I am not a natural pessimist. Neither am I a wild optimist. I believe that mankind has shown impressive ingenuity in continuing to reach forward into the future and, when it has encountered problems, impressive ingenuity in overcoming them. But I now feel pessimistic about the future. The problems are here and they are urgent, but there do not seem to be any solutions to them, even on the horizon.
One dubious statistic encountered in writing this series of blogs is that, of the combined social spending of all the governments in the world, almost half is spent by the governments of Europe. The figure is dubious because I have no idea whether it is reliable or merely another slanted round of ammunition in the propaganda war. However, if it is close to being true, it is alarming because it is unsustainable.
Yet the pressure in Europe is to increase social spending, not to reduce it. Unless the rest of the world decides to follow the European model of social democracy, there will continue to be a vast global disparity in social spending. This must have severe economic consequences, unaffected by whether the UK is inside or outside the EU.
It will also be unaffected, in the long term, by whether we embrace free trade when we leave the EU or are dragged into protectionism. I am an avid proponent of free trade, but free trade depends on being competitive, if only in the goods and services that a country chooses to provide. Without that, protectionism becomes inevitable. It cannot be said too often that the EU – despite the fact that it embraces free trade within its own borders – is protectionist towards the outside world, and likely to become more so when the UK leaves.
At worst, I can foresee a future where Europe fails to compete economically, where its governments are politically unable to reduce social spending or to introduce economic liberalisation, where it builds the walls of protectionism brick by brick, year by year, and where it eventually becomes a benign version of what the Soviet Union became. Except that, as time goes by, the benignity will evaporate. It will need acts of extraordinary political will by UK governments, and of extraordinary forbearance on the part of the British people, to prevent us from being dragged into this scenario.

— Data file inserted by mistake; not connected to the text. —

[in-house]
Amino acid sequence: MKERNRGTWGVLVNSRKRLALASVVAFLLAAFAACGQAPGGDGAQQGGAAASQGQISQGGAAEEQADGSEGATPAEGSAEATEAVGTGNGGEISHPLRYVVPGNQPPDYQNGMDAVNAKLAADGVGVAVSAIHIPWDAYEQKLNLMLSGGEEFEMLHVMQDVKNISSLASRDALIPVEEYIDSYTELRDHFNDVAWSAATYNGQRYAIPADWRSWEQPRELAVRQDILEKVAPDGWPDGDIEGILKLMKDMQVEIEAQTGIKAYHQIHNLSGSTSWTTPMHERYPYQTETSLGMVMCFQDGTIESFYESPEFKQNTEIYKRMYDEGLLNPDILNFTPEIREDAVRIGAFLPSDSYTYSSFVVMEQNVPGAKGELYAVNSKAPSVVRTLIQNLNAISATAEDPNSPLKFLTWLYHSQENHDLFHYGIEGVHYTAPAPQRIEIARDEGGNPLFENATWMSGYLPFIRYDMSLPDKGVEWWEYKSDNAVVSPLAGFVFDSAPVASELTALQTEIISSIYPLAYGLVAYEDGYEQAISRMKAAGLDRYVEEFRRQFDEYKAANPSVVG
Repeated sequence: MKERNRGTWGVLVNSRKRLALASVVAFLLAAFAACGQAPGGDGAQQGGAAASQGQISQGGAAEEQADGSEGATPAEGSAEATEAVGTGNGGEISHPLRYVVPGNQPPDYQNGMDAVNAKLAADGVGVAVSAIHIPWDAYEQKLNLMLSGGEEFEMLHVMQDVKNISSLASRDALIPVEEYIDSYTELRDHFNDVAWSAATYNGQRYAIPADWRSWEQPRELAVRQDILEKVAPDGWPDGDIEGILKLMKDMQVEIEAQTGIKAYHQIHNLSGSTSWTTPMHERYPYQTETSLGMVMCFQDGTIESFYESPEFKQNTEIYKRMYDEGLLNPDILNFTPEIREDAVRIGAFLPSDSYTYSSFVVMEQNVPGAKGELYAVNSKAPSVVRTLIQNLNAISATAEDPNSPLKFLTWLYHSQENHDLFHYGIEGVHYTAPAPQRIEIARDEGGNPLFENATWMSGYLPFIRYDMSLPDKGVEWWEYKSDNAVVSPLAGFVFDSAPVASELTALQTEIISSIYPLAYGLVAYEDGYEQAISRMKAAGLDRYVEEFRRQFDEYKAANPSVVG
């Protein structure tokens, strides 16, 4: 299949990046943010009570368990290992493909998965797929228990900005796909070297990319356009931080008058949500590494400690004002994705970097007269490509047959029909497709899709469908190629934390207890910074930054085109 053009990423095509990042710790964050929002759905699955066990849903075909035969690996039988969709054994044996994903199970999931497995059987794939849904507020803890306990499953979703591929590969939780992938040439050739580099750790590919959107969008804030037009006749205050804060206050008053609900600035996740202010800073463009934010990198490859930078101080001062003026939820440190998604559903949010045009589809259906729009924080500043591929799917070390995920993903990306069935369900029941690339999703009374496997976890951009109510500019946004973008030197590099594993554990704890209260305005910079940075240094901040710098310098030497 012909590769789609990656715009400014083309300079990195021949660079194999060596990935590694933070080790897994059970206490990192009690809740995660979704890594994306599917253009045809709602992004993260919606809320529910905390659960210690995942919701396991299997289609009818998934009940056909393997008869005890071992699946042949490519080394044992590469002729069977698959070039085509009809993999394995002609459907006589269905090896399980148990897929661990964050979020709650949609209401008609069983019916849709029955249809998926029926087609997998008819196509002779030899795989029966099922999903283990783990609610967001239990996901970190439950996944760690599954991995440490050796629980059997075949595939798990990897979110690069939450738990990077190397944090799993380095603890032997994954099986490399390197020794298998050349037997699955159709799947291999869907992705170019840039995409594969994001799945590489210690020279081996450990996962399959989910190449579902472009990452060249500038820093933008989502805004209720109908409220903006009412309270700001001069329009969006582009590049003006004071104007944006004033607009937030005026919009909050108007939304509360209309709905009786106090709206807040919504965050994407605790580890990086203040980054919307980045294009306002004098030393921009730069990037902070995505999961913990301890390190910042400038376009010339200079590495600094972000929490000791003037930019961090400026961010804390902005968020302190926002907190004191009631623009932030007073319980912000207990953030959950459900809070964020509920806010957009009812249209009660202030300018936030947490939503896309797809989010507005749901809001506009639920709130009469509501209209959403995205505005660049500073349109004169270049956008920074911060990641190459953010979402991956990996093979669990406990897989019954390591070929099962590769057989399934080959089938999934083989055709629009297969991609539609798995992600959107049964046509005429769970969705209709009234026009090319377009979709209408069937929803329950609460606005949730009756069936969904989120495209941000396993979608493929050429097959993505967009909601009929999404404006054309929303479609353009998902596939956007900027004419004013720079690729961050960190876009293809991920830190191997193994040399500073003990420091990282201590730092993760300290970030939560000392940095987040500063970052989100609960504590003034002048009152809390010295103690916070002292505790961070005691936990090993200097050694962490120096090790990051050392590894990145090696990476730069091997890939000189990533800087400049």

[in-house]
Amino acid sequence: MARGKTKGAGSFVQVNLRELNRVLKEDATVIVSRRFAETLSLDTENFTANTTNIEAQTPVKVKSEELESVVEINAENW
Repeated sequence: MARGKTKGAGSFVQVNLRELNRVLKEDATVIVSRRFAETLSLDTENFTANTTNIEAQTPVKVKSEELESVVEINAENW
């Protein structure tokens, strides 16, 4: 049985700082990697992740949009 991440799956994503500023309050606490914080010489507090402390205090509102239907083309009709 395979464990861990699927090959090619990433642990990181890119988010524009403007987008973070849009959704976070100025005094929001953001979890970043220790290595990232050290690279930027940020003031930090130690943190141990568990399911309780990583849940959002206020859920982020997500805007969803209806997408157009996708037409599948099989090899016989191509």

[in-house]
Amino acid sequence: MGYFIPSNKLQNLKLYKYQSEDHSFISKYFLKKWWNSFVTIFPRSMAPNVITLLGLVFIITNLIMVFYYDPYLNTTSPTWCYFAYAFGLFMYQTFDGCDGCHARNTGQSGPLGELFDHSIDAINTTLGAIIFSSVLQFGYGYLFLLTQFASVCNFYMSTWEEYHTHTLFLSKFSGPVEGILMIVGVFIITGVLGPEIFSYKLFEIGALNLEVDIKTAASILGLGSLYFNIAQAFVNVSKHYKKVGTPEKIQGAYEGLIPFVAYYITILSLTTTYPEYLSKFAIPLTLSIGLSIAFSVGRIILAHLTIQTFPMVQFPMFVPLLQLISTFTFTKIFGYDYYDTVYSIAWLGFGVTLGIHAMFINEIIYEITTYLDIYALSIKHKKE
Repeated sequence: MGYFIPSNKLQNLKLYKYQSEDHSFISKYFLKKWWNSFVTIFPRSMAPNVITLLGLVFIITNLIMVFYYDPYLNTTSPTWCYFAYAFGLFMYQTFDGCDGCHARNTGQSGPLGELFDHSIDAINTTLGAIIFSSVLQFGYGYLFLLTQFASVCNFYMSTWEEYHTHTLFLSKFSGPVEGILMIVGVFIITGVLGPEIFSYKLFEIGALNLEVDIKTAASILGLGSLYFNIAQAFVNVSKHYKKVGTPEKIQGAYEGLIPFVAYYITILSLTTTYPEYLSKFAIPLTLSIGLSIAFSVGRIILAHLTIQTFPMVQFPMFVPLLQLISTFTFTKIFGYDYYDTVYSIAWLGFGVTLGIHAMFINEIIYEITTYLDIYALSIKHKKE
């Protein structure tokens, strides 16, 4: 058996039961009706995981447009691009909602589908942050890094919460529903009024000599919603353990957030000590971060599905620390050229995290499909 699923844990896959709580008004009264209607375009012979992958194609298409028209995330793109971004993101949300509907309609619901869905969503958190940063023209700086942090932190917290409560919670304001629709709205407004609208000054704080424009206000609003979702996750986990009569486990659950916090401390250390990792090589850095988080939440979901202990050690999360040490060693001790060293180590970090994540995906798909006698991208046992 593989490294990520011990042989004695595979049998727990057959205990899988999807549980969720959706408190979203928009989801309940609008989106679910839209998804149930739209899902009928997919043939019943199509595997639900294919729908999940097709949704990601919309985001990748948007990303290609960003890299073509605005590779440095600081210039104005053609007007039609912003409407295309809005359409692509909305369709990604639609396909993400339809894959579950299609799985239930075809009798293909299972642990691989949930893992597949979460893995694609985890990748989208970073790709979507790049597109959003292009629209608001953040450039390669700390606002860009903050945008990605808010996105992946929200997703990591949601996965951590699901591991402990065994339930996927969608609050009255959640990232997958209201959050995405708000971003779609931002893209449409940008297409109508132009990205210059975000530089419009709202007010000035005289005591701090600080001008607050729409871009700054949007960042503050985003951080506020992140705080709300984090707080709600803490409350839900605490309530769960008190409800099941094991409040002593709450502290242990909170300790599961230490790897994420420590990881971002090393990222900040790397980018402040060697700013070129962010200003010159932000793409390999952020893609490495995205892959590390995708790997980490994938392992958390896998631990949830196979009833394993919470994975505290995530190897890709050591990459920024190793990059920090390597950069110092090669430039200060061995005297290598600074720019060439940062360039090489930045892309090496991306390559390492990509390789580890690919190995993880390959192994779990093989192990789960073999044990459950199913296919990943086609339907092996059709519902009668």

In the past four blogs, I have looked at the various means by which a government might find enough money to meet the public’s expectations on social spending and concluded that none of them would work. Neither do I see much chance that expectations will be lowered.
This may sound like the preface to a neo-liberal tract: ‘too much money being spent’; ‘let people stand on their own two feet’; ‘useless governments’; ‘drain the swamp’. It isn’t. I would love there to be far greater investment in the NHS, in our schools, in social care. But, more than all these things, I would love there to be an open, tolerant democracy stretching into an indefinite future. I fear that those two wishes are now on a collision course. I have tried to convince myself that the circle can be squared, but I don’t think it can.
One of many questions left unanswered (my blog of 13 August) was: ‘If all the companies and corporations that operate in the UK, and all the individuals that work for them, were to pay the amount of UK tax they should pay, how much extra revenue would the Treasury receive?’ Even if the literal answer to that question is ‘not very much, in terms of the difference it would make to social spending’, there is a broader, compelling response to the question.